When I went from a Black 7,200 rpm WD start-up drive years ago to an OWC 260MB/s SSD, I saw a major improvement to my Mac Pro. Page ins were much faster. When I replaced that with a 550MB/s drive, I again could see the difference. In Photoshop, if you don't have enough RAM, the difference will matter. Going to 2-3GB/s will make a large improvement in speed.

    so, for example, it's not just memory page ins. It's also open and save times of large files. It's multitasking. It's when you have a lot of tabs open, and the pages accumulate a lot of memory per page, because of the Ads that keep replacing themselves without releasing RAM. Go to Activity Monitor, and look at memory usage. You'll see a number of pages with hundreds of megabytes of RAM. You might see compressed RAM. You might see page out numbers as well.

    the faster the drive is, the less of a system slowdown you'll have.
    edited November 2016 bruckheimerrepressthislolliver
  • Reply 16 of 42


    That's their claim, but I haven't seen any tests done in an actual system that come anywhere near that figure. More like 1/2 of that.


    I own 2 of them myself and I get those read speeds on every test. A lot of the tests out there are off because of one thing, driver support, when it first was released, the read speeds are way off from that, but with driver from them, that made it run a full speed, they only have a beta driver available at the moment, the official driver releases mid Nov.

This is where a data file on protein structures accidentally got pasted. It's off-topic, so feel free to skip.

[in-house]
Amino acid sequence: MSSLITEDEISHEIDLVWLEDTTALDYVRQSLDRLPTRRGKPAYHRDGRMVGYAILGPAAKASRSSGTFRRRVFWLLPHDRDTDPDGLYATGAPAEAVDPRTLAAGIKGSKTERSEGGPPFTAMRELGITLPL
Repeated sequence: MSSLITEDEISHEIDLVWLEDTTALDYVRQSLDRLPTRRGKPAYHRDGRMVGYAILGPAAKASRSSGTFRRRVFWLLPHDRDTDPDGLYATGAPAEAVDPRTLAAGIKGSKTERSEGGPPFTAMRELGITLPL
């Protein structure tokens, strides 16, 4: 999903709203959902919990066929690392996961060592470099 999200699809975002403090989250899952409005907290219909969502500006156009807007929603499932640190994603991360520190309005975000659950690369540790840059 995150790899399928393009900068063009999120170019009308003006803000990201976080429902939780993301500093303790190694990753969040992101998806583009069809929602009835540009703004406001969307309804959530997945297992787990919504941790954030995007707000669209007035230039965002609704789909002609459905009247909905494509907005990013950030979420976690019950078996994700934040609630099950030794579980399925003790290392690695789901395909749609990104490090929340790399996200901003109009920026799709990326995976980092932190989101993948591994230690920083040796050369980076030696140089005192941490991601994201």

edited November 2016
  • Reply 17 of 42
    appexappex Posts: 687member
    Is that Samsung M.2 PCIe Gen3 SSD SM961 (3,200 MB/sec Read & 1,800 MB/sec Write)?
    bruckheimer
  • Reply 18 of 42
    appex said:
    Is that Samsung M.2 PCIe Gen3 SSD SM961 (3,200 MB/sec Read & 1,800 MB/sec Write)?

    This is the model I have. Best SSD I have ever used, usually I use Intel only, but man this sucker screams.

    http://www.samsung.com/us/computing/memory-storage/solid-state-drives/ssd-960-pro-m-2-1tb-mz-v6p1t0bw/

  • Reply 19 of 42
    SoliSoli Posts: 8,863member
    schlack said:
    Samsung's EVO drive claims 3GB/sec transfer speeds also. Makes sense, as Samsung is probably the manufacturer of Apple's SSDs anyhow.

    I heard that, Samsung's just released a 960 Pro SSD 1TB recently, man those are fricken fast, 3,500 MB/sec Sequential Read Speed right now... That’s moving.

    That's their claim, but I haven't seen any tests done in an actual system that come anywhere near that figure. More like 1/2 of that.
    More NAND chips (i.e.: higher capacity storage) could mean that the other SSDs that get tested will outperform this model with only 256GB.
  • Reply 20 of 42
    Fast page outs won't help you when you are trying to run multiple  VM's. The memory used by VM's is wired and cannot be swapped.
    afrodri